Microbial strains show individualized patterns of stability in the developing infant gut
Since 2017, University of Alabama at Birmingham researchers Casey Morrow, Ph.D., and Hyunmin Koo, Ph.D., have used powerful genomic tools and supercomputers that analyze massive amounts of genetic data to identify individual strains within single species of the gut microbiome.
This microbiome "fingerprint" method has helped show the maternal sources of microbes for the human infant or mouse pup microbiomes, as well as showing extreme persistence of gut microbial strains in adult human twins who lived apart after cohabitating for decades.
Now Koo and Morrow have turned their microbial strain stability studies to human infants and children, from ages shortly after birth (about 6 months) to 6 years. In general, they found that there were individualized patterns of microbial strain specificity as the infant gut microbiomes developed.
The infant gut microbial ecosystem starts with short-term changes in microbial composition that eventually resolve to a stable microbial composition, the focus of the current study. These stable microbe-host interactions are essential for efficient digestion of food, healthy immune development and resistance to colonization with pathogens.
"In general, the early gut microbial community is dominated by microbes that can feed on the carbohydrates present in breast milk or formula, such as Bifidobacterium adolescentis," Morrow said. "As the infant grows, the transition to solid foods and physical growth result in changes in the spatial structure of the gut, which contributes to the variation in the physical and chemical environment that provides new ecological niche opportunities for growth of microbial strains. This ecosystem transition correlates with the appearance of Bacteroidetes—such as Bacteroides vulgatus—within the gut microbial community structure."
The UAB researchers applied their microbe fingerprint technique to two metagenomic DNA sequencing data sets, from previously published studies by others, of fecal samples of infants and young children collected as a time series. The first set of 31 infants had samples collected shortly after birth and at 1, 2 and 3 years of age. Fourteen of those children had multiple antibiotic treatments, which can disrupt the gut microbiome; the rest did not have antibiotics. The second data set included nine infants who were sampled from 6 months of age up to 6 years; four of the nine had been given multiple antibiotics.
Of the 17 infants in the first data set who had not received antibiotics during the three years after birth, an infant-specific pattern was seen for stable and unstable microbial strains. Only one infant had no stable strains identified out of the 20 bacterial species analyzed. For the 14 infants who had multiple doses of antibiotics, 10 showed a unique pattern of transient strains that appeared for a short time after multiple antibiotic treatments.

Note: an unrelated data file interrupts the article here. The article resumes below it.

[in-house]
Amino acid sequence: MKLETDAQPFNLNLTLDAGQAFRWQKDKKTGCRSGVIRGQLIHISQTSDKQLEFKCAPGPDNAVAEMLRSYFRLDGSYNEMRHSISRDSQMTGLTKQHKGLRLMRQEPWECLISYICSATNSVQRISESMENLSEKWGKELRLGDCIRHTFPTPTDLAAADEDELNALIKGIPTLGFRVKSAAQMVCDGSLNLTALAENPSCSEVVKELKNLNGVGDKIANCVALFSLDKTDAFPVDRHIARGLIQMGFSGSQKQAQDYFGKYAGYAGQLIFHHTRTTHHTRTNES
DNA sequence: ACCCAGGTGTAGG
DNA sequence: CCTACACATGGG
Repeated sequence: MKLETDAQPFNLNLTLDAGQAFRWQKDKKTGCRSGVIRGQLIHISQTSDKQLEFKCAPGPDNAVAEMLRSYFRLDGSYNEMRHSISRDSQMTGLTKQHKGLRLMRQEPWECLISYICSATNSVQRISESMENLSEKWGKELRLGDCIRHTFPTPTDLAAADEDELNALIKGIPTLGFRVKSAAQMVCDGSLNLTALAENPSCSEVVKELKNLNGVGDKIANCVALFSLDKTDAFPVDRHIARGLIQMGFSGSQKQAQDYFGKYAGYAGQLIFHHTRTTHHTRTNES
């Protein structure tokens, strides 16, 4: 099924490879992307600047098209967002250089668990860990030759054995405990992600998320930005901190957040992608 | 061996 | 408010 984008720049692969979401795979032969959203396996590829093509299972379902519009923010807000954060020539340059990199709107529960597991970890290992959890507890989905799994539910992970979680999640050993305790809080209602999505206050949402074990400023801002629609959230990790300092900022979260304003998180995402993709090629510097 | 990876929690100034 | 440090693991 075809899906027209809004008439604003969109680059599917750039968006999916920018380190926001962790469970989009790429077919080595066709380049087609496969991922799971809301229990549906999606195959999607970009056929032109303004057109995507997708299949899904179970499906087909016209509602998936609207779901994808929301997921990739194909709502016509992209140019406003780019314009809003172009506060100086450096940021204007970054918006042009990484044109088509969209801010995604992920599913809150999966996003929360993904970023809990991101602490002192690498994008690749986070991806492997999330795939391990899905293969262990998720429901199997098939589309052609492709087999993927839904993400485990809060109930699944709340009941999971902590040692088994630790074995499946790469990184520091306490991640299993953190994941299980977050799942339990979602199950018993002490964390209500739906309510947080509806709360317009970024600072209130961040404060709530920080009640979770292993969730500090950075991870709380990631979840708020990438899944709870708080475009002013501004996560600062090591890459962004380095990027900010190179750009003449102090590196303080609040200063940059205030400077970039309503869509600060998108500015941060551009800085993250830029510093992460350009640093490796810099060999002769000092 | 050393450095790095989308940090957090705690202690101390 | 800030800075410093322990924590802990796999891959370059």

For the second data set, the UAB researchers analyzed the gut microbial strain stability of Bacteroides vulgatus and Bifidobacterium adolescentis for up to six years following birth. They found individual specific patterns of varying dominant microbial strains that were independent of antibiotic exposure and birth mode. Importantly, there was no obvious linkage between strain changes in B. vulgatus and B. adolescentis. For example, one infant given multiple antibiotics had limited change in B. vulgatus strains as B. adolescentis strains changed extensively, while another infant given multiple antibiotics had the opposite pattern of strain changes.
The researchers also saw several examples of transient microbial strain change for short periods, without antibiotic treatments, followed by recovery to the dominant strain. Although the driving force for those changes is unknown, there were several instances where an infant-specific complete strain change for B. vulgatus and for B. adolescentis occurred. The metadata for those infants showed no obvious correlation of those changes with sex, country of origin, delivery mode or whether the infant would go on to develop diabetes.
"The results of our analysis using both data sets highlight that microbial strain change is inherent in the developing infant gut microbial ecosystem," Koo and Morrow said. "Furthermore, the results from our study support the use of the strain-tracking method to monitor the development of a stable and healthy microbial community."
Morrow, Koo and colleagues have used their microbe fingerprint tool in previous strain-tracking studies. In 2017, they found that fecal donor microbes—used to treat patients with recurrent Clostridium difficile infections—remained in recipients for months or years after fecal transplants. In 2018, they showed that changes in the upper gastrointestinal tract through obesity surgery led to the emergence of new strains of microbes. In 2019, they analyzed the stability of new strains in individuals after antibiotic treatments, and earlier this year, they did the adult twin study, which showed that twins shared a certain strain or strains between each pair for periods of years, and even decades, after they began living apart from each other. Also this year, they showed that an individualized mosaic of microbial strains was transmitted to the infant gut microbiome from a mother giving birth through vaginal delivery, as analyzed in mother-infant pairs, as well as mouse dams and pups.